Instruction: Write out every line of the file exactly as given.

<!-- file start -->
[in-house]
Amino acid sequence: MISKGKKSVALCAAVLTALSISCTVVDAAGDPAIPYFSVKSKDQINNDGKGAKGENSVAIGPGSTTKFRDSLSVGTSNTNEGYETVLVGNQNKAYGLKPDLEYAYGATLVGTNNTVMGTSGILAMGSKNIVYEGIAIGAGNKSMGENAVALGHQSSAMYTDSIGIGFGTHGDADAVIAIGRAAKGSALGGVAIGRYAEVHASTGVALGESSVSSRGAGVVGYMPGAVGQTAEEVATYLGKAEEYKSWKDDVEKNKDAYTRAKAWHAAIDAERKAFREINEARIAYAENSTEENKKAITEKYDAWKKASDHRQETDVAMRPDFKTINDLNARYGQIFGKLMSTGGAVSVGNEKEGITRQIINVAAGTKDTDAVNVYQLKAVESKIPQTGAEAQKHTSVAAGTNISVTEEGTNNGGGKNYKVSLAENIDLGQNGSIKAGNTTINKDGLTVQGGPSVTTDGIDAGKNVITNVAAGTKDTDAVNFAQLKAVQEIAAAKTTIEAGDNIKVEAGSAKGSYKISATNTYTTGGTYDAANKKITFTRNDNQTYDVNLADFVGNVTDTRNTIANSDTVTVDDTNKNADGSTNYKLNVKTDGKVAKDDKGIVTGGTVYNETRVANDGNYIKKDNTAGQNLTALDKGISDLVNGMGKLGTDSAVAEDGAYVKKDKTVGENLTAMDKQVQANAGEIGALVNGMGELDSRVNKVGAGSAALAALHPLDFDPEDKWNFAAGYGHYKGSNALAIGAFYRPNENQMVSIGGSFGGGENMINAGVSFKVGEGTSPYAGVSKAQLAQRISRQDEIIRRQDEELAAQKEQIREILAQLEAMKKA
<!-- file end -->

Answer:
[in-house]
Amino acid sequence: MISKGKKSVALCAAVLTALSISCTVVDAAGDPAIPYFSVKSKDQINNDGKGAKGENSVAIGPGSTTKFRDSLSVGTSNTNEGYETVLVGNQNKAYGLKPDLEYAYGATLVGTNNTVMGTSGILAMGSKNIVYEGIAIGAGNKSMGENAVALGHQSSAMYTDSIGIGFGTHGDADAVIAIGRAAKGSALGGVAIGRYAEVHASTGVALGESSVSSRGAGVVGYMPGAVGQTAEEVATYLGKAEEYKSWKDDVEKNKDAYTRAKAWHAAIDAERKAFREINEARIAYAENSTEENKKAITEKYDAWKKASDHRQETDVAMRPDFKTINDLNARYGQIFGKLMSTGGAVSVGNEKEGITRQIINVAAGTKDTDAVNVYQLKAVESKIPQTGAEAQKHTSVAAGTNISVTEEGTNNGGGKNYKVSLAENIDLGQNGSIKAGNTTINKDGLTVQGGPSVTTDGIDAGKNVITNVAAGTKDTDAVNFAQLKAVQEIAAAKTTIEAGDNIKVEAGSAKGSYKISATNTYTTGGTYDAANKKITFTRNDNQTYDVNLADFVGNVTDTRNTIANSDTVTVDDTNKNADGSTNYKLNVKTDGKVAKDDKGIVTGGTVYNETRVANDGNYIKKDNTAGQNLTALDKGISDLVNGMGKLGTDSAVAEDGAYVKKDKTVGENLTAMDKQVQANAGEIGALVNGMGELDSRVNKVGAGSAALAALHPLDFDPEDKWNFAAGYGHYKGSNALAIGAFYRPNENQMVSIGGSFGGGENMINAGVSFKVGEGTSPYAGVSKAQLAQRISRQDEIIRRQDEELAAQKEQIREILAQLEAMKKA